WASHINGTON — U.S. retail sales bounced back in February after suffering a steep decline during a bitterly cold January. Shoppers spent more on autos, clothing and furniture.
The Commerce Department said Thursday that seasonally-adjusted retail sales rose 0.3 percent in February. Spending had fallen 0.6 percent in January, revised down from the 0.4 percent decline initially reported. Retail spending also fell 0.3 percent in December.
The increase suggests that consumer spending has started to recover after being tempered by snowstorms and freezing temperatures that blanketed much of the country.
Auto sales rose 0.3 percent. Excluding volatile spending on autos, gas and building supplies, retail sales increased 0.3 percent from December.
Last month's rebound almost brought retail spending back to its December levels. Purchases at restaurants, online retailers and department stores also improved, although the economy has yet to fully shake off winter's impact.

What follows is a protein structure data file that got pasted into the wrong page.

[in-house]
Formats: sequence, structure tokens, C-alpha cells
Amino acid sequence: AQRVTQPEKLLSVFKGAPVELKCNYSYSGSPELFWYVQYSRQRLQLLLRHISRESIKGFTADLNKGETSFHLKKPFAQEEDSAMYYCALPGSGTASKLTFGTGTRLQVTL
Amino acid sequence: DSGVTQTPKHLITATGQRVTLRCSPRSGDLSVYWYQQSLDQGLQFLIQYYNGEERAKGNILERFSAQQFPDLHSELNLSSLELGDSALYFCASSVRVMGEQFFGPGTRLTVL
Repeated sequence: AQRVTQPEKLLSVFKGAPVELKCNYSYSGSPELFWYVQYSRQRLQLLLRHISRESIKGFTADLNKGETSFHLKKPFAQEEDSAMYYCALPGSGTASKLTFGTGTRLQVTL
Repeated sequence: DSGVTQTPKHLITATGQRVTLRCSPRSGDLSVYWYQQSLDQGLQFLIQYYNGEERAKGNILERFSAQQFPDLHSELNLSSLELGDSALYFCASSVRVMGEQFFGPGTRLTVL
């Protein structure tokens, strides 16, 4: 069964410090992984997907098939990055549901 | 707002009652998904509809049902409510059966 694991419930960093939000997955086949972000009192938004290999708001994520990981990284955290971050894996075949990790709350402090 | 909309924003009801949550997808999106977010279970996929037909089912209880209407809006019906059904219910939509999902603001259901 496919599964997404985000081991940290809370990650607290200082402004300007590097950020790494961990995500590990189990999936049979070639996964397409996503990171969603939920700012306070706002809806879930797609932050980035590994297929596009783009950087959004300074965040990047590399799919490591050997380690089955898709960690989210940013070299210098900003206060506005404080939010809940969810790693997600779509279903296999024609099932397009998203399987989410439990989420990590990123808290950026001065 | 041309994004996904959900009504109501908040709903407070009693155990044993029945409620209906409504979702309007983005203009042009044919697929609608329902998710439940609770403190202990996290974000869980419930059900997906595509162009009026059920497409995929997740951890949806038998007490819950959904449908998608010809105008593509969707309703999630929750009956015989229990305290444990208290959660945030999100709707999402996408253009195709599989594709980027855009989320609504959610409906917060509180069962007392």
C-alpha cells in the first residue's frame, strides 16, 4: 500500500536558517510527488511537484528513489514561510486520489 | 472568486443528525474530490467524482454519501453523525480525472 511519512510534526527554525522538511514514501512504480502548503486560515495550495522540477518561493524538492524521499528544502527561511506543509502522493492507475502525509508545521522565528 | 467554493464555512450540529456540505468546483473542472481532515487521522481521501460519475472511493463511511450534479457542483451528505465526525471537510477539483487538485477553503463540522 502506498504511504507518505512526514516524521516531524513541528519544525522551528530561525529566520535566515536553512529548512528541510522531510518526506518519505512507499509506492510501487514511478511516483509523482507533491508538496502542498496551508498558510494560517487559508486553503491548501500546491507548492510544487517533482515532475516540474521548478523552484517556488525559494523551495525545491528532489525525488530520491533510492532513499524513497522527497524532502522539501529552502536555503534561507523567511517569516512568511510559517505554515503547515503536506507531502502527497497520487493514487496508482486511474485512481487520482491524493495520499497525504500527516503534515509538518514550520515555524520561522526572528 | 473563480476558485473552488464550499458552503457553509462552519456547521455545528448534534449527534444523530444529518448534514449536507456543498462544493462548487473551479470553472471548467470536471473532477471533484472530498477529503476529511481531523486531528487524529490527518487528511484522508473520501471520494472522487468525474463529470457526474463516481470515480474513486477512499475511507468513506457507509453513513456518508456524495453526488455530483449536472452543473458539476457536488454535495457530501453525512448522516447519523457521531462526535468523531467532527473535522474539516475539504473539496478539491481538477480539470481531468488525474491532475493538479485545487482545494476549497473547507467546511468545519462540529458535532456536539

Over the past 12 months, retail sales have risen a modest 1.5 percent.
The retail report offers a first look at February's consumer spending, which accounts for about 70 percent of all economic activity. Many economists came into 2014 projecting that stronger consumer spending would cause growth to accelerate, only to find those estimates frustrated by the freezing weather across much of the country.
The February employment report also suggested that the overall economy has recovered momentum. Employers added 175,000 jobs last month after weak gains in the previous two months.
But the improvement in retail spending has not led yet to more work at stores. Retailers cut 4,100 workers in February. The losses were concentrated in electronics, department, sporting goods, hobby, book and music stores.
Separate sales reports by auto companies indicate that consumer demand may improve in the spring. Consumers bought just under 1.2 million new cars and trucks in February, according to motor vehicle makers. That follows a 3 percent drop in January— the first year-over-year decline since August 2010.
General Motors, Ford and Toyota each reported sales declines for February. The country's top three automakers said sales began to recover in the second half of last month, when the weather improved.
So far this year, new vehicle sales have been on pace to reach a little more than 15 million for the year. In 2014, the industry sold 15.6 million cars and trucks. Economists forecast that auto purchases will approach 16 million this year.
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